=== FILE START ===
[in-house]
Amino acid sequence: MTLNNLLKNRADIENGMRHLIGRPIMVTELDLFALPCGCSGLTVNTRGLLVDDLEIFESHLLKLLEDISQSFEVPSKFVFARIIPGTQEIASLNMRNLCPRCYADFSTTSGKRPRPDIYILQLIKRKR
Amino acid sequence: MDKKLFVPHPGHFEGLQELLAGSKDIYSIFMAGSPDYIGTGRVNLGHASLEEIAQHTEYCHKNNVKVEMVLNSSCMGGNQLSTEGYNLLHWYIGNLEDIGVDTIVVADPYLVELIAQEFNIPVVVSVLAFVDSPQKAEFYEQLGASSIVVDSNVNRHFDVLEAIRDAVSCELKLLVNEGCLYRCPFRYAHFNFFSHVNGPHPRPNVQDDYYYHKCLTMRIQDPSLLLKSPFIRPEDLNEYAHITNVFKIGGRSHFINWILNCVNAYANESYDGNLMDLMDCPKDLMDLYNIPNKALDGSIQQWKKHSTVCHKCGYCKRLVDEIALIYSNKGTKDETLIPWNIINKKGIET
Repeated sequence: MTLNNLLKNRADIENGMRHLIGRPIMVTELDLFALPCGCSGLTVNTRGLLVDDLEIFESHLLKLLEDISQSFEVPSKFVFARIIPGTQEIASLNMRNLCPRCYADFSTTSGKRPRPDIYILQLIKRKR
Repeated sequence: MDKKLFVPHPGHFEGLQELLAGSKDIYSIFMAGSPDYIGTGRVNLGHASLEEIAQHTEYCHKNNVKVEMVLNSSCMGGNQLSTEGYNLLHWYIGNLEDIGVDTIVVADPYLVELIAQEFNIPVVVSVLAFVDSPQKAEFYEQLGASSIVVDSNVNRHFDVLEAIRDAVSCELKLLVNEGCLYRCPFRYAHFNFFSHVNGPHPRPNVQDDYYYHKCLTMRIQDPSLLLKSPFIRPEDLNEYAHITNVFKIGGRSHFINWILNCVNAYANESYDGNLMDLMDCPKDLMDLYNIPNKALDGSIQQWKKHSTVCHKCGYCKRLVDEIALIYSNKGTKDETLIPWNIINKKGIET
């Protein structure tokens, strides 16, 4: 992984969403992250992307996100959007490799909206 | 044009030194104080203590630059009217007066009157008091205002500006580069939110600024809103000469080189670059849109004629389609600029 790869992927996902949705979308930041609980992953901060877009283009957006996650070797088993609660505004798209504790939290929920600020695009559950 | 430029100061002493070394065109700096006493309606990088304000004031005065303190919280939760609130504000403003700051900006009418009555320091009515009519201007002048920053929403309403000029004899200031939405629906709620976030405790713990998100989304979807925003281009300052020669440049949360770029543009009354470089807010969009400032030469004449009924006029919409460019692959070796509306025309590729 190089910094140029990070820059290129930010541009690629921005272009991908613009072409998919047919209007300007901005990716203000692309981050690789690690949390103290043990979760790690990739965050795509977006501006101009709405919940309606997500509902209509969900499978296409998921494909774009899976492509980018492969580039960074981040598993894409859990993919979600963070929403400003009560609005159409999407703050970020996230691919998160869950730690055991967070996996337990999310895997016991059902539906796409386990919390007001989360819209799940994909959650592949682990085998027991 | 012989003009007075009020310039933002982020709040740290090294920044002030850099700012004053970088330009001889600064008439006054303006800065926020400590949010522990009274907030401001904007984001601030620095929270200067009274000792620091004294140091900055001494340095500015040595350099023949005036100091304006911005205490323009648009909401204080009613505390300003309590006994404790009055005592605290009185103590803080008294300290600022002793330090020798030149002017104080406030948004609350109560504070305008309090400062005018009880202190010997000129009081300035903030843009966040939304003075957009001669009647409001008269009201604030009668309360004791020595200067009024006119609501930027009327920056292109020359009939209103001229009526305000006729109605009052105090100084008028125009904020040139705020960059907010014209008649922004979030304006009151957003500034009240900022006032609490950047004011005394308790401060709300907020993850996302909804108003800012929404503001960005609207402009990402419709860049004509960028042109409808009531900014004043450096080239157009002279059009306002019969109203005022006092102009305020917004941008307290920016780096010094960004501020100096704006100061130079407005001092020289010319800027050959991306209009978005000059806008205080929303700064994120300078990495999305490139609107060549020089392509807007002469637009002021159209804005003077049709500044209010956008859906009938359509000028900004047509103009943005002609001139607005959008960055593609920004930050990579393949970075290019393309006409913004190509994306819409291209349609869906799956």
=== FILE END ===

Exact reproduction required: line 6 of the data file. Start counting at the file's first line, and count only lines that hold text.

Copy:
């Protein structure tokens, strides 16, 4: 992984969403992250992307996100959007490799909206 | 044009030194104080203590630059009217007066009157008091205002500006580069939110600024809103000469080189670059849109004629389609600029 790869992927996902949705979308930041609980992953901060877009283009957006996650070797088993609660505004798209504790939290929920600020695009559950 | 430029100061002493070394065109700096006493309606990088304000004031005065303190919280939760609130504000403003700051900006009418009555320091009515009519201007002048920053929403309403000029004899200031939405629906709620976030405790713990998100989304979807925003281009300052020669440049949360770029543009009354470089807010969009400032030469004449009924006029919409460019692959070796509306025309590729 190089910094140029990070820059290129930010541009690629921005272009991908613009072409998919047919209007300007901005990716203000692309981050690789690690949390103290043990979760790690990739965050795509977006501006101009709405919940309606997500509902209509969900499978296409998921494909774009899976492509980018492969580039960074981040598993894409859990993919979600963070929403400003009560609005159409999407703050970020996230691919998160869950730690055991967070996996337990999310895997016991059902539906796409386990919390007001989360819209799940994909959650592949682990085998027991 | 012989003009007075009020310039933002982020709040740290090294920044002030850099700012004053970088330009001889600064008439006054303006800065926020400590949010522990009274907030401001904007984001601030620095929270200067009274000792620091004294140091900055001494340095500015040595350099023949005036100091304006911005205490323009648009909401204080009613505390300003309590006994404790009055005592605290009185103590803080008294300290600022002793330090020798030149002017104080406030948004609350109560504070305008309090400062005018009880202190010997000129009081300035903030843009966040939304003075957009001669009647409001008269009201604030009668309360004791020595200067009024006119609501930027009327920056292109020359009939209103001229009526305000006729109605009052105090100084008028125009904020040139705020960059907010014209008649922004979030304006009151957003500034009240900022006032609490950047004011005394308790401060709300907020993850996302909804108003800012929404503001960005609207402009990402419709860049004509960028042109409808009531900014004043450096080239157009002279059009306002019969109203005022006092102009305020917004941008307290920016780096010094960004501020100096704006100061130079407005001092020289010319800027050959991306209009978005000059806008205080929303700064994120300078990495999305490139609107060549020089392509807007002469637009002021159209804005003077049709500044209010956008859906009938359509000028900004047509103009943005002609001139607005959008960055593609920004930050990579393949970075290019393309006409913004190509994306819409291209349609869906799956």